Peace of mind at competitions
Stefan Schneider and Uta Gräf also like to use this method with their team in advanced young horse training, for when things get exciting. ‘I have to read the horse’s body language exactly, even if I have a young horse who’s been successfully under the saddle for three quarters of a year.’ Then, for example when there’s competition coming up, a strange place where things are a little hectic – then Schneider’s trainers make use of this method for hazard-free mounting. ‘It becomes dangerous when people start to think “Oh, he won’t do anything, we don’t need these or those precautions anymore.”’ ‘I can also manage young, excitable horses with our mounting methodology. If there is a problem, then bring the head to the inside and move the hindquarters – this keeps the situation safe and under control.’
Back to the first mounting: when the trainer sees that the horse is more relaxed and that they therefore no longer need to keep doing leg-yielding on a small circle, they’ll increase the radius: ‘If I see that he’s well behaved, then I can straighten him out’, says Stefan Schneider.
Which aids are used in training?
The horses know the kissing sound as a signal for going forward from their groundwork. ‘At the beginning, we ride Australian style, with the legs very far forward’, says Schneider. The horses are already accustomed to the reins from their work in the long reins. It’s important that the lead goes over the withers instead of behind the croup, like in traditional long-reining. He likes to use a grab strap to secure the outside rein and lets the inside rein hang free. ‘In an emergency I can let go of the outside rein and turn the horse’s head to the inside’ – this works as a kind of emergency brake.
How long does it take to break in a young horse?
Normally, after three months of training, including groundwork in hand, walk, trot and canter, young horses can then be taken out and ridden. This is when they start basic dressage schooling. Uta Gräf and Stefan Schneider’s trainers begin this schooling, and then Uta Gräf takes over at some point. ‘San Diamond came to us as a three-year-old to be broken in; our trainer instructed him and now Uta now rides him at advanced level’, Schneider says.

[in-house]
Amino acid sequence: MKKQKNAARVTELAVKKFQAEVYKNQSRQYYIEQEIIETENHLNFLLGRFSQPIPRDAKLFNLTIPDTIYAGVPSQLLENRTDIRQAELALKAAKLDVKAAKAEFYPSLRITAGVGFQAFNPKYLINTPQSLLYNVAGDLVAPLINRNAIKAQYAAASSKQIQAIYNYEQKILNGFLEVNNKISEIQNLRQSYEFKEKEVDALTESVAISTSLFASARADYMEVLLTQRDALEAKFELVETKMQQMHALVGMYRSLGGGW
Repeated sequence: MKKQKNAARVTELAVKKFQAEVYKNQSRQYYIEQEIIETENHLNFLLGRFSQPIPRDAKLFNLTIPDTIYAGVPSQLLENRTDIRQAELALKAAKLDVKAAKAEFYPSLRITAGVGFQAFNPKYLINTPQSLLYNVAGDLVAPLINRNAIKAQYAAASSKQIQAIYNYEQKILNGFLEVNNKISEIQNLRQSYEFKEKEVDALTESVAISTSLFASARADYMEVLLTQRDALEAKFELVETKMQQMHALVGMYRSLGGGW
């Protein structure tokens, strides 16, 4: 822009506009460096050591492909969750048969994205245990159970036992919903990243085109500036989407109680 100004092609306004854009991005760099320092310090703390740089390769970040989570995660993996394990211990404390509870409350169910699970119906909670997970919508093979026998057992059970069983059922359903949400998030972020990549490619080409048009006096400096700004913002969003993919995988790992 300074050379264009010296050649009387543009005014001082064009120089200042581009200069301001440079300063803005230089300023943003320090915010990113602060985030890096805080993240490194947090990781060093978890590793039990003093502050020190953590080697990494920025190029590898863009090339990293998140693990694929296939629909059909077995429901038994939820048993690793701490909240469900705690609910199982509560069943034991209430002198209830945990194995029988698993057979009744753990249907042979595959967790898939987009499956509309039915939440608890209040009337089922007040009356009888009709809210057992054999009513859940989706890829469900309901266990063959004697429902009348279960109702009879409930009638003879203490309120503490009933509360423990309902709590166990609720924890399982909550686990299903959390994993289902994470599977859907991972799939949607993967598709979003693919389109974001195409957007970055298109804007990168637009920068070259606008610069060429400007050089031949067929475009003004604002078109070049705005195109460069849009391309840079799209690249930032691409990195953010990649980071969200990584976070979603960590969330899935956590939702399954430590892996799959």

Training “raw” young horses
The trainers prefer to work with young horses that have no experience whatsoever. They themselves like to buy horses reared on the “Thürengeti”, a vast expanse of open land in the German state of Thuringia. ‘They are by far the easiest to handle: no one has interfered with them, they have had abundant social contact, they are wonderful!’ says Stefan Schneider. If a young horse has had bad experiences or has bucked riders off, then ‘that sets us back; the instruction simply must last longer in the beginning, and we must reach into our bag of tricks.’
At home, Stefan Schneider and Uta Gräf subscribe to natural horsekeeping – all horses go out to pasture. This too contributes to a well-balanced horse, and is one element of the whole package. The image above shows some of their horses, which even as sport horses are turned out with the herd.